Economic reasons cannot explain the past Moplah outbreaks. Eviction from the land was a major agrarian grievance. However, there was no significant sustained rural violence among the various Hindu agricultural castes who actually suffered two-thirds of all evictions from 1862-1880. Secondly, Moplah outbreaks did not increase with the rise in eviction decrees. Quite the contrary, there were only three incidents in the eighteen year period from 1862-1880 when eviction decrees rose dramatically from 1,891 to 8,335. Finally, all but one of the outbreaks erupted within a very small area of the southern taluks though there were Moplahs resident in every taluk of the District.
The major difference between the outbreaks and the 1921-22 rebellion is that in 1921, the Khilafat Movement added the crucial elements of ideology and organization to the pre-existing traditions of religious militancy and social conflict.
Seeds of Moplah Violence
The Khilafat movement was introduced into Malabar district on 28 April 1920 by a resolution at the Malabar District Conference, held at Manjeri in Ernad Taluk. The Conference, attended by around 1,000 delegates, mostly Moplahs, urged the government to settle the Turkish question, failing which, it called “upon the people to adopt a policy of progressive Non-cooperation with the Government, as resolved by the Khilafat Conference held at Madras under the presidency of Maulana Shaukat Ali” (Nair, ibid, p. 8).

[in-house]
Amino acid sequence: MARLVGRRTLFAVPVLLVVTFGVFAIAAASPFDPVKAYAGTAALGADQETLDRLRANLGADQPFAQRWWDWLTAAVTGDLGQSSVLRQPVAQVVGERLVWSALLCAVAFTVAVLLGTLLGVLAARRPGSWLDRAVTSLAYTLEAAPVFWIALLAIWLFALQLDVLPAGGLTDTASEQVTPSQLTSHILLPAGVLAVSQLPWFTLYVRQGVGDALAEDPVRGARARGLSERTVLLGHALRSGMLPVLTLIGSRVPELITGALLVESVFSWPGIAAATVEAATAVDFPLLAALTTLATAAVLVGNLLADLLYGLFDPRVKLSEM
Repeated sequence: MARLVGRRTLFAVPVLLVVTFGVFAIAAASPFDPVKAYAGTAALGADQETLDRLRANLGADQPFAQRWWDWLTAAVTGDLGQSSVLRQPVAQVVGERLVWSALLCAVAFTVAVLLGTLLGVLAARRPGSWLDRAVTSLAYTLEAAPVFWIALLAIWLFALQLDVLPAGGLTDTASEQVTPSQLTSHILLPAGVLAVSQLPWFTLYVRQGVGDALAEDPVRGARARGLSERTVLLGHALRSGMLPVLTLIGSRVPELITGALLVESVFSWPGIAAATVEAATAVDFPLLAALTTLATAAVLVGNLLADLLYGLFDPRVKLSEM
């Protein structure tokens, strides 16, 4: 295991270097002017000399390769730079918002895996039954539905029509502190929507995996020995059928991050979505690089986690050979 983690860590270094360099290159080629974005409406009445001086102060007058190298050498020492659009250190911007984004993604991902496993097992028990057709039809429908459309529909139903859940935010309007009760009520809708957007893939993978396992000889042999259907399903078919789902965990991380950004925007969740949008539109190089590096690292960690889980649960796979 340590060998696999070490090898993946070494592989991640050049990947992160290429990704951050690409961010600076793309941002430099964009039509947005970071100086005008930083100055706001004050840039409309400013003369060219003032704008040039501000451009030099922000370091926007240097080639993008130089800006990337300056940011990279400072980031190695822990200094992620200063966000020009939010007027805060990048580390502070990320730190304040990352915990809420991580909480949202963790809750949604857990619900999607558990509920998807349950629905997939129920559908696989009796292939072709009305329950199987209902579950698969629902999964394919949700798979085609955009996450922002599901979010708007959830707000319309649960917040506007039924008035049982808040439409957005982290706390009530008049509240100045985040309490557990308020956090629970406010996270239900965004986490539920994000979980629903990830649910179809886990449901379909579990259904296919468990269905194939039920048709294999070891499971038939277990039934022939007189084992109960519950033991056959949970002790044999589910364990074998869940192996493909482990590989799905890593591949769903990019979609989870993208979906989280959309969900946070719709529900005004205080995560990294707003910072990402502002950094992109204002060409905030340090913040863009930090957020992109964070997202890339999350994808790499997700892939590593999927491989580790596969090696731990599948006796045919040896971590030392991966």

Gandhi and Shaukat Ali visited Calicut on 18 August, 1920, and their speeches on Khilafat and Non-cooperation led to the establishment of Khilafat Committees in Malabar. Several comparatively larger Khilafat meetings had been held at prominent Moplah centres during the few months immediately prior to the violence. (Nair, ibid, pp. 8-10).
When Yakub Hasan, a Khilafat leader of Madras visited Calicut on 15 February 1921 for the purpose of addressing Khilafat and Non-cooperation meetings he was served with prohibitory orders. This created severe resentments among the Moplahs (Nair, ibid, pp. 12, 15-16). Itinerant preachers wandered over the countryside, spreading Khilafat propaganda, and rumours circulated widely that the Afghans were on their way. In anticipation of Swaraj, Khilafat leaders had allegedly already parcelled out the land to poor Moplahs and were only awaiting the movement to take actual possession. A speech made by Maulana Muhammad Ali in Madras was circulated in pamphlet form in Malabar and proscribed by district authorities (Hardgrave, ibid, p. 71).